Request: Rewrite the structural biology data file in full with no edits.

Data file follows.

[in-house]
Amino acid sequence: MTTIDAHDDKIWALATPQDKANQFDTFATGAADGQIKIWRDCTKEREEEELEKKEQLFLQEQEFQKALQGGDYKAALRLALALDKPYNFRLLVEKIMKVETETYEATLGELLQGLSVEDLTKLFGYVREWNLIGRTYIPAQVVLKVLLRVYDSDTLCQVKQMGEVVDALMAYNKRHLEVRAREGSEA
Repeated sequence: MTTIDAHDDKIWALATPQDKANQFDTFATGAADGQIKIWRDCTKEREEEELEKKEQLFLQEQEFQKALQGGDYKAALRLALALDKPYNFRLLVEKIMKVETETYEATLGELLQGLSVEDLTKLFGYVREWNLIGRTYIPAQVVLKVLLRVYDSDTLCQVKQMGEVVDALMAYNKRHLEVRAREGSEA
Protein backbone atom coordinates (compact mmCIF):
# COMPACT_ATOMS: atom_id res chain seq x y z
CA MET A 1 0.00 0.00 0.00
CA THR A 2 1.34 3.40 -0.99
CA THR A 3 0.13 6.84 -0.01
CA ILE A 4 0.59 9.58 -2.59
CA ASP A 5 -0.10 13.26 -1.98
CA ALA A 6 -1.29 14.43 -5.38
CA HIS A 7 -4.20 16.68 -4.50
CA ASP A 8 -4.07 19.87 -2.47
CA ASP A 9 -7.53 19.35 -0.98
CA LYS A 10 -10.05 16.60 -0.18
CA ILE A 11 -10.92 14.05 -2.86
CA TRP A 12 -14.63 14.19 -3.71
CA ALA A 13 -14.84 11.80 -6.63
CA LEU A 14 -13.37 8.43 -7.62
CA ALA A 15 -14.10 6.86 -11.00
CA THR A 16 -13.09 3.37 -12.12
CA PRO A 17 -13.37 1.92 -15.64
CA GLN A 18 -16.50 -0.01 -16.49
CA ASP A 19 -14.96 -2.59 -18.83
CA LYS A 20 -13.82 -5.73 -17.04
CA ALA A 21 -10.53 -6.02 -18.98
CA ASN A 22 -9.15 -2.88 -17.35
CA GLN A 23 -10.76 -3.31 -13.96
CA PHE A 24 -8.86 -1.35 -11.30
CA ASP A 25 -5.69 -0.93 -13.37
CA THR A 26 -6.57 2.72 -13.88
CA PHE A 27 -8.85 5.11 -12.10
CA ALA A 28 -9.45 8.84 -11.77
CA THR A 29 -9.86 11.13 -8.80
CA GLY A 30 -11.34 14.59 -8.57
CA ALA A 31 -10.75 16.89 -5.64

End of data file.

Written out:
[in-house]
Amino acid sequence: MTTIDAHDDKIWALATPQDKANQFDTFATGAADGQIKIWRDCTKEREEEELEKKEQLFLQEQEFQKALQGGDYKAALRLALALDKPYNFRLLVEKIMKVETETYEATLGELLQGLSVEDLTKLFGYVREWNLIGRTYIPAQVVLKVLLRVYDSDTLCQVKQMGEVVDALMAYNKRHLEVRAREGSEA
Repeated sequence: MTTIDAHDDKIWALATPQDKANQFDTFATGAADGQIKIWRDCTKEREEEELEKKEQLFLQEQEFQKALQGGDYKAALRLALALDKPYNFRLLVEKIMKVETETYEATLGELLQGLSVEDLTKLFGYVREWNLIGRTYIPAQVVLKVLLRVYDSDTLCQVKQMGEVVDALMAYNKRHLEVRAREGSEA
Protein backbone atom coordinates (compact mmCIF):
# COMPACT_ATOMS: atom_id res chain seq x y z
CA MET A 1 0.00 0.00 0.00
CA THR A 2 1.34 3.40 -0.99
CA THR A 3 0.13 6.84 -0.01
CA ILE A 4 0.59 9.58 -2.59
CA ASP A 5 -0.10 13.26 -1.98
CA ALA A 6 -1.29 14.43 -5.38
CA HIS A 7 -4.20 16.68 -4.50
CA ASP A 8 -4.07 19.87 -2.47
CA ASP A 9 -7.53 19.35 -0.98
CA LYS A 10 -10.05 16.60 -0.18
CA ILE A 11 -10.92 14.05 -2.86
CA TRP A 12 -14.63 14.19 -3.71
CA ALA A 13 -14.84 11.80 -6.63
CA LEU A 14 -13.37 8.43 -7.62
CA ALA A 15 -14.10 6.86 -11.00
CA THR A 16 -13.09 3.37 -12.12
CA PRO A 17 -13.37 1.92 -15.64
CA GLN A 18 -16.50 -0.01 -16.49
CA ASP A 19 -14.96 -2.59 -18.83
CA LYS A 20 -13.82 -5.73 -17.04
CA ALA A 21 -10.53 -6.02 -18.98
CA ASN A 22 -9.15 -2.88 -17.35
CA GLN A 23 -10.76 -3.31 -13.96
CA PHE A 24 -8.86 -1.35 -11.30
CA ASP A 25 -5.69 -0.93 -13.37
CA THR A 26 -6.57 2.72 -13.88
CA PHE A 27 -8.85 5.11 -12.10
CA ALA A 28 -9.45 8.84 -11.77
CA THR A 29 -9.86 11.13 -8.80
CA GLY A 30 -11.34 14.59 -8.57
CA ALA A 31 -10.75 16.89 -5.64